The “neighborly” global firm from Fukuoka
In 2014, Fukuoka City was designated as a National Strategic Special Zone for Global Startups. The city has many support systems for startups, and even women in their sixties come for advice on starting a company. It’s at such a city that Nulab was created ten years ago, by the hands of Masanori Hashimoto and two others. Now, Nulab is Fukuoka’s top global ICT firm. They offer three services including their project management tool Backlog, which has over 1 million users. All of their services help teams work efficiently and achieve results. Beginning with their Singapore expansion in 2011, they’ve opened global offices in New York in 2014, and in Amsterdam in 2017. Nulab currently has six branches in and outside of Japan, with headquarters in Fukuoka and offices in Tokyo and Kyoto. Soichiro Takashima, the mayor of Fukuoka City, has focused much on cultivating a foundation for startups ever since he took office in 2011. Hashimoto empathized with his policy and has helped the city with several projects through Nulab. We ask him about the projects Nulab worked on with the city, but his answer isn’t what we expected. “I’ve worked with the city personally, but not as Nulab,” says Hashimoto, much to our surprise. We knew this couldn’t be true, and point out projects such as Fukuoka Directive Council’s “Smart Work Project Plan,” the “San Francisco/ Silicon Valley Global Entrepreneur Training Program” for Fukuoka’s entrepreneurs and hopefuls, and his cooperation as a lecturer at “FGN Jumpstart Program” aimed for supporting the growth of startups and entrepreneurs. Hashimoto hides a smile and says, “Oh yeah, we did do that, didn’t we? Yes, we did that as Nulab. I forgot.”
Founded in 2004. Their services are Backlog, a project management tool, Cacoo, a visual collaboration tool, and Typetalk, an enterprise chat tool. They currently have branches in Fukuoka, Tokyo, and Kyoto along with three global offices including New York. Besides their main business, they’re active in bonding with the local community and committed to bettering the work style of their employees. The company implements fixed overtime pay, full-flextime with no core periods, paid vacations, and childcare leave. Nulab ranked in at eighth place in Great Place to Work(R) Institute Japan’s 2018 list of “Best Workplaces in Japan,” which is based on global standards.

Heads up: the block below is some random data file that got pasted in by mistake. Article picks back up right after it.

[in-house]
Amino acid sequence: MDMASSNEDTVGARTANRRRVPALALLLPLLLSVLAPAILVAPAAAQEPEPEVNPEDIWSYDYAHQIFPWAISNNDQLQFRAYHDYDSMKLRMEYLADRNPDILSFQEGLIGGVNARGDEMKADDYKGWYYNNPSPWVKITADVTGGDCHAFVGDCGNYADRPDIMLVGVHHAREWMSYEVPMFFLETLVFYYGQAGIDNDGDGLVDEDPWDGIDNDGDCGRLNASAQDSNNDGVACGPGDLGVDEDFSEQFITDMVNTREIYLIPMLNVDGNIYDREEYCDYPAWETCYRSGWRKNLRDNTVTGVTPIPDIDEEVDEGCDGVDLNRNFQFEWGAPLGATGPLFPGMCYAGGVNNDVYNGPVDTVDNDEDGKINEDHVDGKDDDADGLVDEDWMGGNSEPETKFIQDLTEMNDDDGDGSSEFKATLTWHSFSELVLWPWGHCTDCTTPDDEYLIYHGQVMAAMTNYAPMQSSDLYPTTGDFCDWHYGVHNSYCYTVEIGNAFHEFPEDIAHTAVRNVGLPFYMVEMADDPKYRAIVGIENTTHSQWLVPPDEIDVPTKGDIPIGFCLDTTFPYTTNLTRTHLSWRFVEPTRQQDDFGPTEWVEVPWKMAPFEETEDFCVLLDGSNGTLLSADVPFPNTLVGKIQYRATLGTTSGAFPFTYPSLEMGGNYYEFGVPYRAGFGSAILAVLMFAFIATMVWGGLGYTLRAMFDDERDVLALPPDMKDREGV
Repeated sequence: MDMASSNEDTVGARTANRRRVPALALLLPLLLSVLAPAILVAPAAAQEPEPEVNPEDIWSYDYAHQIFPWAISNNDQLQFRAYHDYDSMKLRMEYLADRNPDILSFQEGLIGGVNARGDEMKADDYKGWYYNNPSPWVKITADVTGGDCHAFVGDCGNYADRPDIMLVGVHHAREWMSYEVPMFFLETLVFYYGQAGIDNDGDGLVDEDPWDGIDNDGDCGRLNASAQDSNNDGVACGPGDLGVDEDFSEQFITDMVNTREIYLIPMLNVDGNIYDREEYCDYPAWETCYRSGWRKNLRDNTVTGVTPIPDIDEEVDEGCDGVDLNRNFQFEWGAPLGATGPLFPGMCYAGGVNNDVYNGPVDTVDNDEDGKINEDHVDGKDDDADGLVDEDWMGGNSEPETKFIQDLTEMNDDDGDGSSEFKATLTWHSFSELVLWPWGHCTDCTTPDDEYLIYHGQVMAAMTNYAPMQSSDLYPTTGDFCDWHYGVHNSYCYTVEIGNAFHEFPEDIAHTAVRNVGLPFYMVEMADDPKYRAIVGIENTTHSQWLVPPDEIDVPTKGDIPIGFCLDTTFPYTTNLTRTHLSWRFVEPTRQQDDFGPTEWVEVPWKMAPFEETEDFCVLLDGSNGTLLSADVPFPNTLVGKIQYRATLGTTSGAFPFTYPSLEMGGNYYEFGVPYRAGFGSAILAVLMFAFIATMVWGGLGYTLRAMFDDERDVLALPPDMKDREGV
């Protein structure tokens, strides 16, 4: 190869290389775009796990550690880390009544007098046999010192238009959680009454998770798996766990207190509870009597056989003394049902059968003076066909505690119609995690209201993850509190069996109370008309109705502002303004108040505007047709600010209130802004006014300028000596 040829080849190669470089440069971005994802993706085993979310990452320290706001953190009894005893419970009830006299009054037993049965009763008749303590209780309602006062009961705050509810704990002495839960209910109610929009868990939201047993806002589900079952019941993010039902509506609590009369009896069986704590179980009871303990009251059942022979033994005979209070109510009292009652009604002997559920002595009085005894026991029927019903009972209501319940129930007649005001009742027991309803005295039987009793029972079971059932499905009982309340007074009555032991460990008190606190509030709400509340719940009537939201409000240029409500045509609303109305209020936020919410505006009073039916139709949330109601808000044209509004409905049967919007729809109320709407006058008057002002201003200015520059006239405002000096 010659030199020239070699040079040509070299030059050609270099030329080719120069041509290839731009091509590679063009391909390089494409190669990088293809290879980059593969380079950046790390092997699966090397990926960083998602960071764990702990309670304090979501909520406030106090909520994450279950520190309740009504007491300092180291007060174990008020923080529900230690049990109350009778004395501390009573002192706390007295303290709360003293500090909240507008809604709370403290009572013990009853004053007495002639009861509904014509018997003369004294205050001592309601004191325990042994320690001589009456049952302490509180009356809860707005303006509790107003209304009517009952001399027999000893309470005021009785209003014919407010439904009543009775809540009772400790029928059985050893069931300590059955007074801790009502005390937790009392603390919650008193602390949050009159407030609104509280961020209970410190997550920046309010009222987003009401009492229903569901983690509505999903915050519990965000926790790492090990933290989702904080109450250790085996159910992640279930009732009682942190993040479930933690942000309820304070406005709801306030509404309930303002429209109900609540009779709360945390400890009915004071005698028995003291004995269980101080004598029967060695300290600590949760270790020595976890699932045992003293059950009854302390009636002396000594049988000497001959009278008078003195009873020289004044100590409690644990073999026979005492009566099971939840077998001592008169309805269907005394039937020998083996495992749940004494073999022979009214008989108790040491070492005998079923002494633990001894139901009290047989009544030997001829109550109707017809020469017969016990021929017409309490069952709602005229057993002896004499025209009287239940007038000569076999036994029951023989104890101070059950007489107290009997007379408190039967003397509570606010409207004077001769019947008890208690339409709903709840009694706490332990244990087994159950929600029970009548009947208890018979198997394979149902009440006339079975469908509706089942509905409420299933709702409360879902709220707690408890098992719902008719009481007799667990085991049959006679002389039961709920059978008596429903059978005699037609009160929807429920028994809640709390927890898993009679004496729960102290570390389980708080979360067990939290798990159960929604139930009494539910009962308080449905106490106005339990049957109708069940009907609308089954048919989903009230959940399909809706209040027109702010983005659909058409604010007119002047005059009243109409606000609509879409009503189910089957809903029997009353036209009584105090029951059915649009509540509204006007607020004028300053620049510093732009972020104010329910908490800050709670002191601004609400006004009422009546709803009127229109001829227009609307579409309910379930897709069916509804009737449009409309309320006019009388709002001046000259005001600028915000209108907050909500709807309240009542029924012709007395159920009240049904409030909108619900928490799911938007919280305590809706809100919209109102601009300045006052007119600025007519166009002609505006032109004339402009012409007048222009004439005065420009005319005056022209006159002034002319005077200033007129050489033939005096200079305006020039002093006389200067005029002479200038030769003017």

He must’ve forgotten about past projects due to his hectic schedule, but more than that, it also meant Nulab had once worked on creating a good environment for startups together with Fukuoka City, but that it had already moved on to a different phase. “I believe Fukuoka has made the foundation for startups to get going. But we can’t let this end as just a passing fad. We need real success stories, and I hope Nulab can become one of them. So now, I’m more focused on the development of my own company.” But of course, it doesn’t mean that Nulab’s relation with the city has abruptly and completely ended. Nulab continues to support the city’s projects, such as the “Engineer Friendly City Fukuoka” project. The relationship may have shifted, but their mutual respect will never waver. It isn’t just in Fukuoka that the company has created firm ties with the locality. In Kyoto, they built their office together with the locals. By communicating with the people through such activities, they will remember Nulab as “the place where I helped to lay the floorboards,” even if they don’t understand what Nulab does. “I don’t do it because I want to be loved by the people around me. I might even be more of a nuisance for them,” says Hashimoto of such activities. But building a friendship, even if we are nuisances sometimes, is what being a good neighbor is about. Nulab works to become a good neighbor everywhere they go, to make a great working environment for their staff.
Gathering and joining in Fukuoka
Nulab has a scheme that defines them as a global company. Once a year, employees from around the world gather at the headquarters for a General Meeting. They share business plans and other company information, but the main goal of the meeting is to make positive and vivid memories. It helps in communication and team building. “Our global workforce is on the job at different time zones. Most of our communication is done online, so gathering once a year in person helps to enrich the emotions of interacting. If we have good memories of someone from a real meeting, and of how much fun we had with that person, it makes it easier to work with them during the following year.” Lastly, we ask Hashimoto about his next goal. “Once our company grows a bit bigger, I want to host our own conference. I want people from around the world to come, and not just the locals. Wouldn’t it be amazing to have people actually pay to buy a plane ticket to hear you speak? It’ll make us proud to work at Nulab. I bet it’ll be so much fun,” envisions Hashimoto. He adds, almost to himself, “To do that, we’ll need Fukuoka to build more hotel accommodations and…” As a true leader of the Fukuoka community, Hashimoto can’t stop thinking about ways to better the city. It seems like Nulab and Fukuoka’s supportive relationship will continue, as they help each other grow.